When you think of developers, what comes to mind?
Maybe you think of a group of techies tucked back into a corner who talk — and go to lunch — as an isolated group. Maybe you think of folks who don’t really understand how to communicate or cooperate with others, and don’t understand the business.
It’s time to think again. The reality is, in today’s corporate environment, the success of the development team is tantamount to company success. This team drives nearly every aspect of customer success, as well as day-to-day company operations. Yet too many organizations have not evolved their development teams to be more active, and involved, in the company as a whole.
This is a mistake. If you want your organization to experience greater customer and internal success, you must evolve your development team.
Consider some of the greatest challenges of today’s development teams.
According to State of Software Development in 2019, a report by development firm Coding Sans Ltd., the number one cause of delivery problems for the team is unrealistic expectations, followed closely by a lack of clearly defined deliverables.
Imagine the difference if a representative from the development team were involved from the outset in meeting with the customer, setting expectations, and being actively involved in mapping out deliverables and timelines.
Take that one step further and imagine if that representative has been involved in the business and, more specifically, the business impact of projects currently under development. This would go a long way toward helping alleviate the greatest overall challenge cited by survey respondents in software development: capacity. If a team member were involved in project planning, there would be far greater transparency with regard to workload.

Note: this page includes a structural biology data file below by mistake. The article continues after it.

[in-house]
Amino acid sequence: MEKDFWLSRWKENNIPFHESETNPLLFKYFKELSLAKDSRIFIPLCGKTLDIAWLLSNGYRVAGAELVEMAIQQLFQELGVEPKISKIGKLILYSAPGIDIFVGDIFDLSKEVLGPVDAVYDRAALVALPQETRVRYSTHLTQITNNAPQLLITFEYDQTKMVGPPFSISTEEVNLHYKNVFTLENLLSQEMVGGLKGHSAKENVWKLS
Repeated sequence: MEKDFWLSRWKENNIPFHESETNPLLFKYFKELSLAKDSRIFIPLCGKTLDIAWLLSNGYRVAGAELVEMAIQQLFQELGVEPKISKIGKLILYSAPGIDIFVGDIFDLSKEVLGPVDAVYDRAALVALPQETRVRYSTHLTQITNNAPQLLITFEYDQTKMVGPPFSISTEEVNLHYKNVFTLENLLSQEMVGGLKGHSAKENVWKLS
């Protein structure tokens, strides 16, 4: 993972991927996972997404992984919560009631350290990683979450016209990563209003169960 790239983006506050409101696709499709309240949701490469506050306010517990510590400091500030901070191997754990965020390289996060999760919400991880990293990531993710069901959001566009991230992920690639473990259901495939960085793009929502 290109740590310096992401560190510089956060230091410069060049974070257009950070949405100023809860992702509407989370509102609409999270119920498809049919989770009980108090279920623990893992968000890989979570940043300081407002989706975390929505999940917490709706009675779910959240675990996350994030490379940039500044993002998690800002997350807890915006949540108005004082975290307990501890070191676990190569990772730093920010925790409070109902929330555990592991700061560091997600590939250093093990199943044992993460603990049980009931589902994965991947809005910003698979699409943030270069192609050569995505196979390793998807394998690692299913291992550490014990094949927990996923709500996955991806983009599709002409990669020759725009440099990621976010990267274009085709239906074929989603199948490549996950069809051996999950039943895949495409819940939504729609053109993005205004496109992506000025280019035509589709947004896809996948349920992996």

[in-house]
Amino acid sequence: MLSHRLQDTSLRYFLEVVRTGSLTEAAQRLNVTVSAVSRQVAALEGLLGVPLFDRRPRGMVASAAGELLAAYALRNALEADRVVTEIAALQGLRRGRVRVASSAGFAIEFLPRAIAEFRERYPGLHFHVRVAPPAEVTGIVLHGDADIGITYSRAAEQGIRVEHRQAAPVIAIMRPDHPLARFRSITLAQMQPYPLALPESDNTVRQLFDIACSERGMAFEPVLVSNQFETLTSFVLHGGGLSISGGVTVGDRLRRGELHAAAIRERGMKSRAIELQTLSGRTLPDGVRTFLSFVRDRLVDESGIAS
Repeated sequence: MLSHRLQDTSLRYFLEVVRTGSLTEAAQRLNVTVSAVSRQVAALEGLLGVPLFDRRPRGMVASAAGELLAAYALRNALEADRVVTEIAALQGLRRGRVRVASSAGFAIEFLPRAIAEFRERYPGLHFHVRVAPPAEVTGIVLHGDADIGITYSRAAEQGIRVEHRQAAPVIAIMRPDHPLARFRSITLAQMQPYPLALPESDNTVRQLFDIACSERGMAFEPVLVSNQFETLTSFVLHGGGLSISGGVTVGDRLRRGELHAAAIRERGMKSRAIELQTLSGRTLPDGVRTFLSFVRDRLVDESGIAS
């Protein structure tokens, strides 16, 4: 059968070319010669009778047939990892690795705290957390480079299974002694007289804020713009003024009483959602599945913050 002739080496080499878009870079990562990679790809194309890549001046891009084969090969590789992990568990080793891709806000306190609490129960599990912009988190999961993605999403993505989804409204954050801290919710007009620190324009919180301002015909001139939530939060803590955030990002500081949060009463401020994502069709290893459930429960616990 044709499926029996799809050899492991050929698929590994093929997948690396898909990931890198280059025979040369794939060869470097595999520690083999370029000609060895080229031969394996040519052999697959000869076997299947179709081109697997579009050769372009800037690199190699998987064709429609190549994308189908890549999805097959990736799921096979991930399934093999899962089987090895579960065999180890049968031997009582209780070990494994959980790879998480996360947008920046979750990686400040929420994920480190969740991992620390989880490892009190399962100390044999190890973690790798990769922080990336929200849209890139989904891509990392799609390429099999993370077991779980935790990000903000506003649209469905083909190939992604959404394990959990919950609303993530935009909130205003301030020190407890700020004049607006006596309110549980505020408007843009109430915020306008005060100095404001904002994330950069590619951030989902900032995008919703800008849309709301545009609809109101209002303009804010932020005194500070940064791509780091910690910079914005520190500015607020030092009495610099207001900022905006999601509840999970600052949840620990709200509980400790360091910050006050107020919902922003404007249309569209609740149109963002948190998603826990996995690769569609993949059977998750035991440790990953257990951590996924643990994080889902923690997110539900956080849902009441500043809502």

The greatest challenge in software development that developers face is sharing knowledge, according to the report. This is an age-old problem that is a direct result of skills silos that companies have been creating for decades. While many have begun breaking these down, there is clearly still a lag.
In fact, two types of silos must be leveled: (1) separating the development team from the rest of the organization, and (2) separating skills within the team itself. Within the team, security and quality assurance (QA), for example, are done most effectively when coordinated simultaneously with other processes throughout the development process — rather than after the fact.
How to shift
Recognizing the value in revolutionizing your development team is one thing; making it happen is another.
How do you get started? Follow these three tips:
- Start with collaboration inside the team. Include as part of the team business analysts; system architects; security specialists; extract, transform, load (ETL) developers; and QA analysts, for example, as well as other skill sets that are traditionally thought of as separate from the team. A single development team should include all cross-functional skill sets. This will not only help create a bigger-picture perspective, it will also help enhance empathy — and knowledge sharing.
- Once collaboration has begun, move toward inclusion. Choose a development team lead and begin inviting that representative into corporate planning meetings, project planning meetings and customer meetings. Consider two or three representatives with different skill sets to ensure full representation of the team’s responsibilities, so that each of the previous silos has a voice.
- Once those wheels are in motion, give the team more authorization to make independent decisions, as well as the opportunity to work with other groups inside the company, such as the operations team
The value in shifting
As technology evolves, so do technology teams. The value to your organization? Not only will you be alleviating the most critical challenges development teams currently face, you’ll also experience additional benefits. The most important of those is enhanced accountability. When everyone is working independently, it’s far too easy to point fingers or pass the buck. When everyone shares the load, everyone shares accountability. Isn’t that the ultimate goal?